I consider myself a moderate to advanced collector in my areas of interest too. I am not usually looking for a particular watch to fill a hole in my collection like a missing penny in the blue book. I rarely buy at auction. I buy at NAWCC regional marts and from jewelers and collectors. Always talk to the dealer/collectors at marts. Establish relationships. It will pay off.
 

PatH

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I will just add one piece of advice. Always ask/tell dealers at NAWCC regionals about what you are looking for. I do and a lot of times stuff comes out that was not on the table.
Always talk to the dealer/collectors at marts. Establish relationships. It will pay off.
Definitely some good advice here from John, as well as from Rhett earlier. My primary watch interest is the early dollar watches (generally in the pre-1910 era), as well as commemorative, souvenir and advertising/private label versions. Even if none are on display, when I stop to talk, I will often hear about one or two that they have at home. If they are interested in parting with the item, I leave a card with my contact info, and have received follow up emails/pictures from some, while others will bring them to the next Regional that we both attend. The same has been true of advertising items, watch keys, watch holders/stands, etc. For discussions and questions about items, I try to wait until they aren't busy with someone else. It is amazing what I have learned from these conversations. Even if you don't find anything that fits your needs at a particular show, regionals are great opportunities to get to know some wonderful, knowledgeable and generous people. And every show is different!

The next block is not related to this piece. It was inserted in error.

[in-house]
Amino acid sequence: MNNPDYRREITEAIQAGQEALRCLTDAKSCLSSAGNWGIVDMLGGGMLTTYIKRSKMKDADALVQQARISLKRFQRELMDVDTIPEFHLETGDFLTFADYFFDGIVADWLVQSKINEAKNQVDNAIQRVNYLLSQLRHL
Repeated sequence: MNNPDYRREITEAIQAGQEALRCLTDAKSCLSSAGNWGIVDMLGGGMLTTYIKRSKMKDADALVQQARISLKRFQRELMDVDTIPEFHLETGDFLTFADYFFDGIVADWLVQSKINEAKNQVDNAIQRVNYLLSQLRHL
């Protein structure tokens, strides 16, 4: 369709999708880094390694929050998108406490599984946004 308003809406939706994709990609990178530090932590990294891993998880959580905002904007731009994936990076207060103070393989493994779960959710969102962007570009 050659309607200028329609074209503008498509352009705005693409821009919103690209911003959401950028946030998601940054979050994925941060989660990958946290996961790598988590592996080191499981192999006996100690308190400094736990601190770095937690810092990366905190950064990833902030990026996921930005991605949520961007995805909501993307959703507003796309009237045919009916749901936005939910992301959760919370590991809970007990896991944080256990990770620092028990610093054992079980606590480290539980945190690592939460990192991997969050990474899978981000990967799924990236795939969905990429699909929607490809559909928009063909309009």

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Good advice from Rhett, Jim, and John. They are LONG time collectors and researchers, talk to and get to know people and everything will expand. This pandemic has shut most events down, but this will not last forever. Patience when looking for a scarce to rare item is helpful. I have found the hunt to be some of the most fun.
 

George Frick

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Well, I got some good advice from this thread. I am guilty of very little interaction with sellers at Regionals. I just "cruse through". I will work on my people skills!
 
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Fred Hansen

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Well, I got some good advice from this thread. I am guilty of very little interaction with sellers at Regionals. I just "cruse through". I will work on my people skills!
I like to move quick through my first couple passes through the room because great items often don’t last long - but after that it’s time to slow down, look closer and talk more.
 

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I like to move quick through my first couple passes through the room because great items often don’t last long - but after that it’s time to slow down, look closer and talk more.
Fred, good advice because many of my favorite acquisitions I've bought over the years has also been at marts by talking to table holders and members walking around. Not to mention that all things for sale are not always on the table for lots of good reasons. I suppose the message I would send is to get to know as many members as possible at every show.
 

musicguy

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I like to move quick through my first couple passes through the room because great items often don’t last long
In our local marts(three that I attend) all the real activity happens
before the mart opens between sellers and people who come early.
There is a mad initial rush around the room. It is actually unsettling.


Rob
 

John Cote